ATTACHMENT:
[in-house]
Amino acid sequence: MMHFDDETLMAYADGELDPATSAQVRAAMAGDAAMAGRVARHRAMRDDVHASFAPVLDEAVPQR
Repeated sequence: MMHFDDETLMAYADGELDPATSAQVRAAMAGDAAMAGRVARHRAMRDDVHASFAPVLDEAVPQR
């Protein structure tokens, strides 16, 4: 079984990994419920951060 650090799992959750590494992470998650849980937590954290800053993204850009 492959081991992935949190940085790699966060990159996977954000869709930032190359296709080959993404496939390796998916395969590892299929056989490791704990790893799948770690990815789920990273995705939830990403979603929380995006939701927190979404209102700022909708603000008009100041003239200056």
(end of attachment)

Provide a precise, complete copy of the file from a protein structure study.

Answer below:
[in-house]
Amino acid sequence: MMHFDDETLMAYADGELDPATSAQVRAAMAGDAAMAGRVARHRAMRDDVHASFAPVLDEAVPQR
Repeated sequence: MMHFDDETLMAYADGELDPATSAQVRAAMAGDAAMAGRVARHRAMRDDVHASFAPVLDEAVPQR
């Protein structure tokens, strides 16, 4: 079984990994419920951060 650090799992959750590494992470998650849980937590954290800053993204850009 492959081991992935949190940085790699966060990159996977954000869709930032190359296709080959993404496939390796998916395969590892299929056989490791704990790893799948770690990815789920990273995705939830990403979603929380995006939701927190979404209102700022909708603000008009100041003239200056």